When Angel wakes us in the hospital after an apparent overdose where she was found naked on the side of the road by a cop, she knew she had to change her life. When she received a mysterious letter telling her she had a job at the Coroner’s Office as a van driver and if she didn’t stick it out there at least a month she would violate her parole and end up in jail, well, she knew something was up. When she discovered a deep hunger for human brains, she begins to suspect the unthinkable. What exactly happened to her that night, and is it related to the recent string of beheadings that is plaguing her small town? Angel planned on finding out, just as soon as she procured herself enough human head cheese to calm her cravings. My Life as a White Trash Zombie is an atypical zombie novel that focuses more on character than on any expectation you may have about Zombies. I may have been a bit of a victim here of inflated expectations. I had heard so much about this novel that I was expecting, almost hoping to be blown away by it like I have been with some other spins on zombie tales. While I wasn’t utterly blown away, I found My Life as a White Trash Zombie to be an engaging coming of death tale. Interestingly, where I had the most trouble with the novel was the Zombie stuff. There was an almost incongruousness to the tale. When dealing with Angel’s plight to overcome her self fulfilled life as a loser, dealing with her abusive father and loser boyfriend and attempting to take pride in her new job, I loved it. Then I was reminded a little about small things like that she’s a zombie, who needs to find brains, oh, and someone may be killing people or zombies or something, I was like, OK, but is she going to find herself some affordable housing away from her douchebag dad? As a character study, I really, really liked it. As a zombie novel, I was a bit indifferent. It’s not that I don’t like different takes on Zombies, it was just that she really didn’t feel like a Zombie to me. She seemed like she was just this girl who happened to find that the label ZOMBIE most fir her current status.  Which wasn’t what I expected at all. Diane Rowland has created a wonderful protagonist who just happen to need to snack occasionally on human brains in order to not go roguey killey slaughtering all mankind, and of course, to have enough energy for sexy stuff. I’m, good with that. My Life as a White Trash Zombie is the rare zombie book that I would recommend to my non-zombie loving friends before my hordes of zombie enthusiasts, a fun character study, with a well executed bit of mystery and maybe even some romance along the way.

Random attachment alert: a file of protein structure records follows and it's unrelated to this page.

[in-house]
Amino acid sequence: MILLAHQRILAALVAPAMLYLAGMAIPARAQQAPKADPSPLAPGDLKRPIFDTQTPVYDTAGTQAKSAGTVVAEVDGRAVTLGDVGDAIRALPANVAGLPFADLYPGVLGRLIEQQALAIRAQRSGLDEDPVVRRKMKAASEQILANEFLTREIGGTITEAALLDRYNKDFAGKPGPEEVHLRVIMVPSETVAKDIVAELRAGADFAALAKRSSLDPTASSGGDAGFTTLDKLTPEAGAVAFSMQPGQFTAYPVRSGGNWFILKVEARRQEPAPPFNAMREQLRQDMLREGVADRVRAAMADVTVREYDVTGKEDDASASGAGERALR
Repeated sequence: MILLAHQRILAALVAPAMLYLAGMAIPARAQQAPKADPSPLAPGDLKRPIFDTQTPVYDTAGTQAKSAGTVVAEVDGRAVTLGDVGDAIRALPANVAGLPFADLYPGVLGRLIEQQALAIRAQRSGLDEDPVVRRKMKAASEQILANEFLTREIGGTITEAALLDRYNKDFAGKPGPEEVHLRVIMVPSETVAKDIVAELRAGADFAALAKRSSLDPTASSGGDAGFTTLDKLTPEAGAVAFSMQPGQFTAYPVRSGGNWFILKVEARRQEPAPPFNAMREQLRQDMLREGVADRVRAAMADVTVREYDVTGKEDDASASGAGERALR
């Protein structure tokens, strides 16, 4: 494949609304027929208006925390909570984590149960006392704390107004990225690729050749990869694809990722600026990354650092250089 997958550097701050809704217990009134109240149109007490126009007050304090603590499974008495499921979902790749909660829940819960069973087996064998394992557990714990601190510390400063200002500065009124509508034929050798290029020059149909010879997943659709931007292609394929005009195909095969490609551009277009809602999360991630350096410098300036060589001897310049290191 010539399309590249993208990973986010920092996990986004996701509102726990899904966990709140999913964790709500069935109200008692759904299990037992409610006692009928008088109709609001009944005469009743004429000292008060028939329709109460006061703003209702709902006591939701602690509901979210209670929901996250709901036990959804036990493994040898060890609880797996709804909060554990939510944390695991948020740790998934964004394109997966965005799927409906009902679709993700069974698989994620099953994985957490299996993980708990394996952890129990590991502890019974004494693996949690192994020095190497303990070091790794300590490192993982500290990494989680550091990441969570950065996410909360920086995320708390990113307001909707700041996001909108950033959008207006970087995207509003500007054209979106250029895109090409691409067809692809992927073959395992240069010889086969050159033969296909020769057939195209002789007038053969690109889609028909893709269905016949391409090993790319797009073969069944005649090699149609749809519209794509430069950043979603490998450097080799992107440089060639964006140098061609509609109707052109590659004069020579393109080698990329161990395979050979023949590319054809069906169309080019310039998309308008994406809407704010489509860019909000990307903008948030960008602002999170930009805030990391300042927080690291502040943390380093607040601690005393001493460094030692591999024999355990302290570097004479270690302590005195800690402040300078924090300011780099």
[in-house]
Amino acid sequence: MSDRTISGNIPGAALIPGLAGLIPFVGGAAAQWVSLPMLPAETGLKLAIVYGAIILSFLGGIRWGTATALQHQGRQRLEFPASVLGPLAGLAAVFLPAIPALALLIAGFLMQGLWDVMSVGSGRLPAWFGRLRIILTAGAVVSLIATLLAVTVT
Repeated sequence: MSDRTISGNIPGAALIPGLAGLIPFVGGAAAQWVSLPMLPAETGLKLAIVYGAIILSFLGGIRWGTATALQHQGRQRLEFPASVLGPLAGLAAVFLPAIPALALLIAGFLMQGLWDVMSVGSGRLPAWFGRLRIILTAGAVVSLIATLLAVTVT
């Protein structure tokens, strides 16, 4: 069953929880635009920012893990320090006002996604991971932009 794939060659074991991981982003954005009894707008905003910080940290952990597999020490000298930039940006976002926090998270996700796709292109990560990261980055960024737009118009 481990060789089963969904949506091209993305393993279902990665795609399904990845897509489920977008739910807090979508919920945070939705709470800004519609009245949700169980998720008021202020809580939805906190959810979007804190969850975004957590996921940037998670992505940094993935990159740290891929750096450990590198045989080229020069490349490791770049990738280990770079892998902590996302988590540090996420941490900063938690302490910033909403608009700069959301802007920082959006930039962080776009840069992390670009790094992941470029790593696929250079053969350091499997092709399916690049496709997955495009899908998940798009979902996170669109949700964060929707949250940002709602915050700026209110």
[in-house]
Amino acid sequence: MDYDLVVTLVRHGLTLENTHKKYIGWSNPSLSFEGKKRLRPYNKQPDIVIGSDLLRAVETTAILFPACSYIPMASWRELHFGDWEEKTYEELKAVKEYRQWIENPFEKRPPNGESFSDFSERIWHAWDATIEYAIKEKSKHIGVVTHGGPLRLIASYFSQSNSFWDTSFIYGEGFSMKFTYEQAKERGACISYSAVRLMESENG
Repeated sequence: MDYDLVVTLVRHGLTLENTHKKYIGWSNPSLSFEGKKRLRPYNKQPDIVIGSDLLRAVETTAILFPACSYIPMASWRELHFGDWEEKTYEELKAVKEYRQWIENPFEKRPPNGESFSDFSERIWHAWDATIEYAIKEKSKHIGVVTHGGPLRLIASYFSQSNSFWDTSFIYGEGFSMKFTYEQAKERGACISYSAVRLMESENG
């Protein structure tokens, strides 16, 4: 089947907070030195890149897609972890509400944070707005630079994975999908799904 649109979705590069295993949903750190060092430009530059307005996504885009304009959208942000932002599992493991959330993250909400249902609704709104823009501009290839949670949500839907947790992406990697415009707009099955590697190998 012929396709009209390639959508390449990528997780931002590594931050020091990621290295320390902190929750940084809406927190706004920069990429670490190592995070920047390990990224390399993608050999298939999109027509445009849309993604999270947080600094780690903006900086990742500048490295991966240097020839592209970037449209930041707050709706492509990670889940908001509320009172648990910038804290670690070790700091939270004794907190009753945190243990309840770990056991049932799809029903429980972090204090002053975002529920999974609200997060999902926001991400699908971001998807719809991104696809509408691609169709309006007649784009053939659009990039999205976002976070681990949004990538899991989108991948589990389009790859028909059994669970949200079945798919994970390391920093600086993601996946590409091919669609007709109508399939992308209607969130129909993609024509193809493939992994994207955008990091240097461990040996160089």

So, if you just read my review, and are thinking, "OK, Bob. That sounds good, but should I read it or get the audiobooks?" Good question hypothetical person who actually reads my review, simple answer "GET THE DAMN AUDIOBOOK!" Allison McLemore’s narration really makes this audiobook. It’s light and whimsical when needed, but full of depth as well. McLemore turns Angel from a theoretical construct that exists on paper, into a real not so living, so I guess not really breathing unperson. She gives Angel’s accent the perfect amount of sardonic southern twang without coming off as a bad redneck stereotype. The other characters in the tale were equally as effective, especially her sorta kinda boyfriend Randy and her various coworkers at the coroner’s office. McLemore’s performance is definitely worthy of the Audie nomination and kept me engrossed in this fun tale of a young woman who just wants to have some fun… and eat some brains.